Campaign Finance Reform: Unconstitutional?

This essay was originally written for a Mass Communication course on philosophy of journalism. Essay Question(s) of the Week: Do Campaign Finance Limits Violate Free Speech? Should corporations have free speech under the First Amendment in the same way as individuals do?

In 2010, the U.S. Supreme Court overturned part of the federal campaign finance law in a case known as Citizens United v. Federal Election Commission.  According to the Bill of Rights Institution, in the Citizens United v. Federal Election Commission decision, the Court upheld the idea that “free speech was essential in a free society, and that speech was not less protected because the speaker was a corporation, labor union, or other organization.”[1] The Court upheld disclosure requirements for political advertising sponsors, and also kept in place a ban on direct contributions to candidates from corporations and unions.

Campaign Financing and Regulation: Corruption of Marketplace of Ideas?

In a recent How Stuff Works article, Jane McGrath writes:

United States presidential candidates spend hundreds of millions of dollars on a campaign, and the numbers rise with each election. How much a candidate has -- or can get hold of -- can make or break his chances of winning. […] As a result, many people have become concerned with the power that this system can lend to the wealthy. A candidate may promise political favors to people or corporations that contribute to his campaign. To prevent the rich from gaining a corrupt, aristocratic grip over elections, legislators themselves have stepped up and passed laws limiting how people can make financial contributions and how candidates can raise money. [2]

According to McGrath, critics of campaign finance limits argue that money is a “fundamental avenue”2 to communication, and thus finance limits hamper First Amendment rights. McGrath writes that according to critics of regulation, “meddling with how people can financially support candidates, and how much money candidates can receive, limits the speech of both supporters and candidates.”2

What if, however, large resources in money and wealth give some candidates an unfair advantage over candidates with less money and corporate sponsorship? According to this reasoning, delegates already in office may have an advantage over challengers; in essence, the playing field is not fair and level. This is an argument for campaign finance limits. According to McGrath, the debate over campaign finance reform “comes down to equality versus liberty [source: Luckowski].”2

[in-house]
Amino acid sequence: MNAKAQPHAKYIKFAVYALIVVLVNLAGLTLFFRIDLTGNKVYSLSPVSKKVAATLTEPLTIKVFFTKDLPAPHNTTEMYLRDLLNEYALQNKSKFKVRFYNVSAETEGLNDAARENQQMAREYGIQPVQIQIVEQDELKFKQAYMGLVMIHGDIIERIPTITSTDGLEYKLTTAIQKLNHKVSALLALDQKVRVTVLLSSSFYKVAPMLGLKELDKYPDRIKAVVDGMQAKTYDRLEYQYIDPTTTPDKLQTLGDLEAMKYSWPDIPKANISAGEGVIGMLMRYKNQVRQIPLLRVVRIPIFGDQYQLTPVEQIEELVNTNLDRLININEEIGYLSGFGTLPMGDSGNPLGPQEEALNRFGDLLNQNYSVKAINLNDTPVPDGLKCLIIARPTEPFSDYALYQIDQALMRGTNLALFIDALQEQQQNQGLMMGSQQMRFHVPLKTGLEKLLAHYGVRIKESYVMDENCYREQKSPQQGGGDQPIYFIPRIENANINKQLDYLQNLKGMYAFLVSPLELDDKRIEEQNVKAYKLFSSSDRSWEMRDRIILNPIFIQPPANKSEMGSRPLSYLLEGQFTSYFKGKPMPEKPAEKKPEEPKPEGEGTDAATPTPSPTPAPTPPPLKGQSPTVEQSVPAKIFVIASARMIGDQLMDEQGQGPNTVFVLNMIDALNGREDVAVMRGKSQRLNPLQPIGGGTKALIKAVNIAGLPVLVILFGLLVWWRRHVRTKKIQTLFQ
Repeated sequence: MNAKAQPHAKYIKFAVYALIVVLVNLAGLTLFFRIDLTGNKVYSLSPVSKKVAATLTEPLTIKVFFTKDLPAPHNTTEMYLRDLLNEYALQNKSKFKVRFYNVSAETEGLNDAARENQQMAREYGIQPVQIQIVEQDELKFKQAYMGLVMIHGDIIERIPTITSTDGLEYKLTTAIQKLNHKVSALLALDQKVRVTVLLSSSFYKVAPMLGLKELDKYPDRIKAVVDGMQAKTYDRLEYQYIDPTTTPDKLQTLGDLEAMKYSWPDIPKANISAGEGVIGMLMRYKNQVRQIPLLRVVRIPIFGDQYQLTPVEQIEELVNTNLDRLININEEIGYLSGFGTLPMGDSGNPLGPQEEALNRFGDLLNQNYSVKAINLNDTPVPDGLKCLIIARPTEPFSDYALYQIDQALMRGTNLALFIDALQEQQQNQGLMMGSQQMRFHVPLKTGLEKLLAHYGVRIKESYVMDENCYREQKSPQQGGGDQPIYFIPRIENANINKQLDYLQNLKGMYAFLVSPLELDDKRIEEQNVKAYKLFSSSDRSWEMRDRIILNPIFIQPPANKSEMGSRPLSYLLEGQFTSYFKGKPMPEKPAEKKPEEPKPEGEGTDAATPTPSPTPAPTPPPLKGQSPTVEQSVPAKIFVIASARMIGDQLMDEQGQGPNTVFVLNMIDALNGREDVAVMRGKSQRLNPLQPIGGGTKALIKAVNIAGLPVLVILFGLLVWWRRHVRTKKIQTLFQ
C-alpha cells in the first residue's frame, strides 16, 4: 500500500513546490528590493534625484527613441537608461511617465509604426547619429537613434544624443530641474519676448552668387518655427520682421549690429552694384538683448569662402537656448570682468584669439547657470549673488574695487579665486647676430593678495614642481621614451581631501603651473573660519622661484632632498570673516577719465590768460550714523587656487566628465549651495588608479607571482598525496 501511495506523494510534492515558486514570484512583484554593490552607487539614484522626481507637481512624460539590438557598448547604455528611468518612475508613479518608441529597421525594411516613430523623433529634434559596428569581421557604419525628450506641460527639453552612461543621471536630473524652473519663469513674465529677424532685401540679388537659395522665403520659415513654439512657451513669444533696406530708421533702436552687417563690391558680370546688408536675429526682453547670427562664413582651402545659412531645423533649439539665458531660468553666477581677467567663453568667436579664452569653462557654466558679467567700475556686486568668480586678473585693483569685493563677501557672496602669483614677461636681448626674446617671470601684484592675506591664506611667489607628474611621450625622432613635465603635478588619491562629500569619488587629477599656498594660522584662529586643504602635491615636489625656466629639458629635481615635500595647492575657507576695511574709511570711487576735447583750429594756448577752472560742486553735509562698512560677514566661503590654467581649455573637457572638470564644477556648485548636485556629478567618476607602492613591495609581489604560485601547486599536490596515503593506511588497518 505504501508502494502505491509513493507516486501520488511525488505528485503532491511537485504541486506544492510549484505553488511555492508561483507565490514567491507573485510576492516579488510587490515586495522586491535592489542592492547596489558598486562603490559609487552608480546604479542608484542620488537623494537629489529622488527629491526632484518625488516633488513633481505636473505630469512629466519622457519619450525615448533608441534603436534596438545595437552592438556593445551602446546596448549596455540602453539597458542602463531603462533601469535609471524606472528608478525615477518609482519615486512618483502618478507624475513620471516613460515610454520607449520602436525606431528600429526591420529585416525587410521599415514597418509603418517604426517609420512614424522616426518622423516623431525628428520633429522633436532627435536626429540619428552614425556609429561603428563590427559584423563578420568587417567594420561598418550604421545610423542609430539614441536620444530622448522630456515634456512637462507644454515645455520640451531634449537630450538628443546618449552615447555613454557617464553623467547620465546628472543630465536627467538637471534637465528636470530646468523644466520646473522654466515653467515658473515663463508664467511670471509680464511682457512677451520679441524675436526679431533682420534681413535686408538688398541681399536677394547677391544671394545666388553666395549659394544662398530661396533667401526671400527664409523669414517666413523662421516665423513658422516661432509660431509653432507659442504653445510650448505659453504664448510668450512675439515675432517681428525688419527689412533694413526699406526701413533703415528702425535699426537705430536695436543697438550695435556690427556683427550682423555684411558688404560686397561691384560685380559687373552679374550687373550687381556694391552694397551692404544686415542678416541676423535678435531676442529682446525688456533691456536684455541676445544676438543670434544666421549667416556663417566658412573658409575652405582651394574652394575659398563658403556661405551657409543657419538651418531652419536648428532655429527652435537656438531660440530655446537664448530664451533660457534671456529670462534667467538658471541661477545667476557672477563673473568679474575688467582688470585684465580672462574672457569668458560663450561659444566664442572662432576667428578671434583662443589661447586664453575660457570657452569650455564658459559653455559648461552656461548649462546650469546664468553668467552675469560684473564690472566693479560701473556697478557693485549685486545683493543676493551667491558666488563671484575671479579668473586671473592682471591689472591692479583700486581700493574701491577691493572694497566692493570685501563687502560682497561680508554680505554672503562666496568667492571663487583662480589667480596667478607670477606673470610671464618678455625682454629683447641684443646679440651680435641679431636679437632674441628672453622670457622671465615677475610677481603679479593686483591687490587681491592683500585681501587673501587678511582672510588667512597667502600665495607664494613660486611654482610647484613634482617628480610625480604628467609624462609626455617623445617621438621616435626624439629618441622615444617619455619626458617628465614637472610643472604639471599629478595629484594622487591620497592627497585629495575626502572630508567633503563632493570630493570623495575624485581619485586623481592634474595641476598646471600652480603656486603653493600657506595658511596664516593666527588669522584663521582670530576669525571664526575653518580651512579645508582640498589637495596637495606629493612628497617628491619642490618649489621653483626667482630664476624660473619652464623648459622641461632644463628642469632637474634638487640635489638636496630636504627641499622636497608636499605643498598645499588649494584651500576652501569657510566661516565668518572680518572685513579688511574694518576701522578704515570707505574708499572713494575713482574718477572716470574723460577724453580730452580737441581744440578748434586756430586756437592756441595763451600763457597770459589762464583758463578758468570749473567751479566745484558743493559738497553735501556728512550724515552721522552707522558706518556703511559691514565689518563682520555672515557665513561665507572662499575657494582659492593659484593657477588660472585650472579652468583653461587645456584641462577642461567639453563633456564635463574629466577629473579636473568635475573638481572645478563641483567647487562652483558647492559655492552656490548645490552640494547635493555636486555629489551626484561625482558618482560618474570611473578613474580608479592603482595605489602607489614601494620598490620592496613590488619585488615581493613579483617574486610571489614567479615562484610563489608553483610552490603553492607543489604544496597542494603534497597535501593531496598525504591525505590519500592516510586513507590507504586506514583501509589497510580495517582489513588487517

Jane McGrath writes, “[t]here are limits on free speech -- you can't yell ‘fire’ in a crowded movie theater if there's no fire. So, doesn't a campaign's susceptibility to corruption override the right to free speech?”2 In the 1970s, Congress starting passing campaign finance restrictions to minimize bribery and unfair advantages for wealthy candidates.2 In 1975, Congress created the Federal Election Commission (FEC) to administer and enforce the Federal Election Campaign Act (FECA), which “limits the sources and amounts of the contributions used to finance federal elections” and “requires public disclosure of campaign finance information.”[3]

In the pro-regulation argument, the need to control corruption overshadows the minor threats posed to free speech by campaign finance limitations.2 In 2003, Congress found that campaign finance restriction “was justified by the government's legitimate interest in preventing ‘both the actual corruption threatened by large financial contributions and... the appearance of corruption’ that might result from those contributions.”[4] Strong Democrats have criticized recent court decisions to lift campaign finance restrictions on the basis of First Amendment rights. President Obama referred to the 2010 Citizens United v. Federal Election Commission decision as a “major victory for big oil, Wall Street banks, health insurance companies and other powerful interests that marshal their power every day in Washington to drown out the voices of everyday Americans,”[5] reflecting the idea that unrestricted campaign financing promotes corruption and unfair advantages for wealthy candidates and big corporations.